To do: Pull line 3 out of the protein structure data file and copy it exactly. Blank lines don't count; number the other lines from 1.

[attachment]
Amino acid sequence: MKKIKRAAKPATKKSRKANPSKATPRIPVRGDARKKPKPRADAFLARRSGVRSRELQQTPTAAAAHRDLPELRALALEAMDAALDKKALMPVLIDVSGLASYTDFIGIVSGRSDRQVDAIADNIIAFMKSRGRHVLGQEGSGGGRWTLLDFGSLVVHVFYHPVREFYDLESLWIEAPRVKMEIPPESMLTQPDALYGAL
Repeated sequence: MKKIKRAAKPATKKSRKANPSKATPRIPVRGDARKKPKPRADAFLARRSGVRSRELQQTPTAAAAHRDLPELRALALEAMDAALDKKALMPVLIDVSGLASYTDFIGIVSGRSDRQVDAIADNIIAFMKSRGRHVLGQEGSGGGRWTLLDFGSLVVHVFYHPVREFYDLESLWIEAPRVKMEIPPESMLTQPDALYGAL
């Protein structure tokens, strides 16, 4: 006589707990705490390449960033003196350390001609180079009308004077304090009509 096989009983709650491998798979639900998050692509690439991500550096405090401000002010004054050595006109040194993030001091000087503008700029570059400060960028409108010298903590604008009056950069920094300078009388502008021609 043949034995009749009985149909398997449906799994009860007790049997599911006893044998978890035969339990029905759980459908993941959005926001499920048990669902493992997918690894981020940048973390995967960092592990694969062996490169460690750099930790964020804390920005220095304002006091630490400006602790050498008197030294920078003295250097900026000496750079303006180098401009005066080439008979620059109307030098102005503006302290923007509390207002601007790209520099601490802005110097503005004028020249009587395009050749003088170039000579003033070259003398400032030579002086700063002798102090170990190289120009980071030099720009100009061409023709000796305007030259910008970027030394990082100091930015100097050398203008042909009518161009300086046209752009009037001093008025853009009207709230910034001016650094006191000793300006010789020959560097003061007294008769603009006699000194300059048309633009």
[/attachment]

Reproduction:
């Protein structure tokens, strides 16, 4: 006589707990705490390449960033003196350390001609180079009308004077304090009509 096989009983709650491998798979639900998050692509690439991500550096405090401000002010004054050595006109040194993030001091000087503008700029570059400060960028409108010298903590604008009056950069920094300078009388502008021609 043949034995009749009985149909398997449906799994009860007790049997599911006893044998978890035969339990029905759980459908993941959005926001499920048990669902493992997918690894981020940048973390995967960092592990694969062996490169460690750099930790964020804390920005220095304002006091630490400006602790050498008197030294920078003295250097900026000496750079303006180098401009005066080439008979620059109307030098102005503006302290923007509390207002601007790209520099601490802005110097503005004028020249009587395009050749003088170039000579003033070259003398400032030579002086700063002798102090170990190289120009980071030099720009100009061409023709000796305007030259910008970027030394990082100091930015100097050398203008042909009518161009300086046209752009009037001093008025853009009207709230910034001016650094006191000793300006010789020959560097003061007294008769603009006699000194300059048309633009």